Reggae basslines are generally far more complex than those found in rocksteady, and the same goes for drum patterns. The basic beat is shaped by a scratchy guitar (often a ‘ker-chack’ instead of rocksteady’s singular ‘chack’), instead of the kick-drum lead favored by Western pop. And a lot of reggae singers sing in Jamaican patois, in contrast to rocksteady’s more ‘English-sounding’ accents. The name itself comes from one of reggae’s finest musicians, Toots Hibbert of Toots & The Maytals, who coined the word in his own band’s hit single Do the Reggay.

Whilst reggae musicians will be happy to refer to their own music as reggae and reggae alone, observers have long since grouped the major styles into sub-genres. Many musicians have leapt from one style to another and back again, but there are a few major differences it’s worth being aware of.

Roots

Roots reggae is often spiritual or political in subject matter, with lyrics covering Rastafarianism and the suppression of African people throughout history. Some of the greatest Jamaican music has a roots theme, and personal beliefs are no hindrance to one’s enjoyment. Bob Marley — perhaps the best-known reggae artist internationally — began life as a roots musician, before switching to more commercial themes later on.

Notable roots performers: Toots & The Maytals, Peter Tosh, Burning Spear

Add this track to your playlist: Social Living, Burning Spear

Dub

If we take an overview of Western pop, electric instruments replaced acoustic in the 1950s, and electronic ones gained prominence in the 1970s. Dub grew out of a similar shift, with its emphasis on electronic sounds combined with studio trickery. Basic dub reggae is akin to remixing one or more reggae tracks. New basslines or drum beats are often added. Sampled vocals are a big element of dub as well. The genre had a huge influence on the US hip-hop scene in the late 1970s.

Notable dub performers: Lee ‘Scratch’ Perry, King Tubby, Errol Thompson

Add this track to your playlist: City Too Hot, Lee ‘Scratch’ Perry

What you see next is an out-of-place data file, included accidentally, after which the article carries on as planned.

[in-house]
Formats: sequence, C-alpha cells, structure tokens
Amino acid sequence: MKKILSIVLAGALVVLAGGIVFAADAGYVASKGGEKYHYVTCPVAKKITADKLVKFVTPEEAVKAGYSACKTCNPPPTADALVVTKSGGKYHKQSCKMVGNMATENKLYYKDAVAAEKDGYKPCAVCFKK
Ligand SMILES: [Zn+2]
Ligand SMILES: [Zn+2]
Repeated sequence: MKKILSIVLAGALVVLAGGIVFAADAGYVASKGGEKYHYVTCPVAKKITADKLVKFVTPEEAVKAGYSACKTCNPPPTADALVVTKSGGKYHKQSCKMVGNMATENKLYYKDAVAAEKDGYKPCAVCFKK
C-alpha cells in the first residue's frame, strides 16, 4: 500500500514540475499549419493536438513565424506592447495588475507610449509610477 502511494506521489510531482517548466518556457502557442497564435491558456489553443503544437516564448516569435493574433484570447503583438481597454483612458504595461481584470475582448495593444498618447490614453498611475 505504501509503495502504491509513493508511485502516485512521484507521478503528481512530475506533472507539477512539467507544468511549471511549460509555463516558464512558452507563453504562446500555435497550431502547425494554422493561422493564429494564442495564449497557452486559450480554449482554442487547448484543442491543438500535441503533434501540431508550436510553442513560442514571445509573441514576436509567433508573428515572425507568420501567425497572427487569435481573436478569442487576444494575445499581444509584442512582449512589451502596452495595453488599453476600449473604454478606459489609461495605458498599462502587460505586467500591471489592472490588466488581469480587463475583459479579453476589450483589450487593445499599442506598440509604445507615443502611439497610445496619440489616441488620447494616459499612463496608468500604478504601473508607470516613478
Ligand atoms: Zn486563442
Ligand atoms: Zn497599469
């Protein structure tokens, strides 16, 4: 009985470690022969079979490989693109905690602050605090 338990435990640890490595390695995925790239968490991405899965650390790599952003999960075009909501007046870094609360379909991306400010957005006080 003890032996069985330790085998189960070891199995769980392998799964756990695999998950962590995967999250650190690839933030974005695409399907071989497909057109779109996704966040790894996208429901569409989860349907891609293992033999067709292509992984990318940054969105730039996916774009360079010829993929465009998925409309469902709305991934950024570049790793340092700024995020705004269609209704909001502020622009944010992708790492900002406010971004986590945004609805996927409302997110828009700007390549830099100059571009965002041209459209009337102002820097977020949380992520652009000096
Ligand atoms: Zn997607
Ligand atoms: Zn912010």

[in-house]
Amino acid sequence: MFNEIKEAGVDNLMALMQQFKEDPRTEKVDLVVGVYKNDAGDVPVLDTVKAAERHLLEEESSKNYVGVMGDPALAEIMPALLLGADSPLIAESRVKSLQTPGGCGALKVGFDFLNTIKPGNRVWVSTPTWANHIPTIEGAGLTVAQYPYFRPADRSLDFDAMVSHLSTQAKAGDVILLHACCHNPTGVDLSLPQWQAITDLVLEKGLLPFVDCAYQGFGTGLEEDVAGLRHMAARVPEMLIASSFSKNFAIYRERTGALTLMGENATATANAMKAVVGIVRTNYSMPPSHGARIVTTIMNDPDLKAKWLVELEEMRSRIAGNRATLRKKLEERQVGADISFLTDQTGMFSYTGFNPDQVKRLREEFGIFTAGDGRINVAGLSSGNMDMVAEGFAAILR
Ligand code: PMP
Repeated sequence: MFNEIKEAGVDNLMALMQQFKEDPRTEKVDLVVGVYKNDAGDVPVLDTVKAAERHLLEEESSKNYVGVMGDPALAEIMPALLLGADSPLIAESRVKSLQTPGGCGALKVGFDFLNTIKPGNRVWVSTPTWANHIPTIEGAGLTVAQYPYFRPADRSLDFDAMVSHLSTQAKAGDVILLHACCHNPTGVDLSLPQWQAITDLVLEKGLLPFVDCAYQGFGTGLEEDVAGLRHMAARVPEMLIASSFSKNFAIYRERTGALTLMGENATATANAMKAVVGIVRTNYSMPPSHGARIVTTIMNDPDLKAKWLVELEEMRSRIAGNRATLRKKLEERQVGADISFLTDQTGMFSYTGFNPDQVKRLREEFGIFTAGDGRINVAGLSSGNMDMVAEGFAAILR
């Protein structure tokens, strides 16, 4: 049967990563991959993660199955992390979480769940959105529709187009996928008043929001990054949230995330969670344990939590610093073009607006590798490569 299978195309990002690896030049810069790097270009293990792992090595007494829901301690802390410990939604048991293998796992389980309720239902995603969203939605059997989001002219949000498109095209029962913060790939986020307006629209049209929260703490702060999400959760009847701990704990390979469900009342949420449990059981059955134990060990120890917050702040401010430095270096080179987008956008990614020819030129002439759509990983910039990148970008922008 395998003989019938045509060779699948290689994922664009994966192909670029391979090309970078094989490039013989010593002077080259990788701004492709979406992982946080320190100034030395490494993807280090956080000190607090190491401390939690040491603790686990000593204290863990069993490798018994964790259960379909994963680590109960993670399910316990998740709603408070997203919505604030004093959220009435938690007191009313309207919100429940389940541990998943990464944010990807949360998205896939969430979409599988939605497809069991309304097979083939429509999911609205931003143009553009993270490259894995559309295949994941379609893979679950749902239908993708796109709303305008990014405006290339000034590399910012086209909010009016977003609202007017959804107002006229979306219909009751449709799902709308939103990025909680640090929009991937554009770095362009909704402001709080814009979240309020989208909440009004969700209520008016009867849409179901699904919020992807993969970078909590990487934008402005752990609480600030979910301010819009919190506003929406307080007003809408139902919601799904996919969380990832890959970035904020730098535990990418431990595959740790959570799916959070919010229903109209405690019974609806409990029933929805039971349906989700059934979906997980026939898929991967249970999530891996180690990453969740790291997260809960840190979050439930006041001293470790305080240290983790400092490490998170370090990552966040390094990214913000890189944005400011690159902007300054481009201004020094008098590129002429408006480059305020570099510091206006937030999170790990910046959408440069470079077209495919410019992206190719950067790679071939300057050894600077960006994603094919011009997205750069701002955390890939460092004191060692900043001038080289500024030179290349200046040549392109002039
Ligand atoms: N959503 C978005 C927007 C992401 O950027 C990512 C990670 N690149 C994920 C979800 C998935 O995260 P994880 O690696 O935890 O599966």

Dancehall

‘Dancehall’ reggae is what a lot of people refer to as simply ‘reggae’. The style was a more stripped-back and accessible form than roots or dub. It’s this sub-genre that helped reggae gain popularity across the world. Free from heavy beats and sounds, dancehall is Jamaican pop at its finest. The name came from its popularity in local dancehalls where people went to bust some moves, rather than reflect upon lyrical content. Dancehall music also saw the introduction of toasters — people who free-styled lyrically over instrumentals — another huge influence on US hip-hop.

Notable dancehall performers: Yellowman, Sizzla, Beenie Man

Add this track to your playlist: Zungguzungguguzungguzeng, Yellowman

Lovers rock

Lovers rock favors a slower rhythm than ska, being more akin to rocksteady. The name comes from a record label that marketed a range of reggae records with a romantic theme, or were uber-cool covers of British or US pop hits. Given the smooth beats, soulful vibes and universal lyrics, the genre proved to be more successful abroad when compared to the harder-edged roots or dub music. If you’re wanting to spend a romantic evening with your partner, lovers rock offers the perfect soundtrack.

Notable lovers rock performers: Gregory Isaacs, Carroll Thompson, Beres Hammond

Add this track to your playlist: Groovy Little Thing, Beres Hammond

Ragga

Ragga might be seen as Jamaica’s punk rock music, only with a greater emphasis on electronics. Taking dancehall’s toasters and adding a harder edge, there were no considerations towards Western sensibilities in ragga’s creation.

Vocalists use Jamaican patois, sampling is hugely popular, and it enabled a group of young musicians to create sounds on drum machines and synths without the need for a live band. Ragga music has greatly influenced US hip-hop, as well as drum and bass music. To many, it’s the sound of youth, emerging from Jamaica’s streets, and there’s often a political slant to the lyrics.

Notable ragga performers: Wayne Smith, Daddy Freddy, Buster Rhymes

Add this track to your playlist: Under Mi Sleng Teng, Wayne Smith

Be sure to sample as much reggae music as you can during your Jamaican vacation! If you’re looking for ideas on where to travel and what to do in this Caribbean paradise, check out our adventures!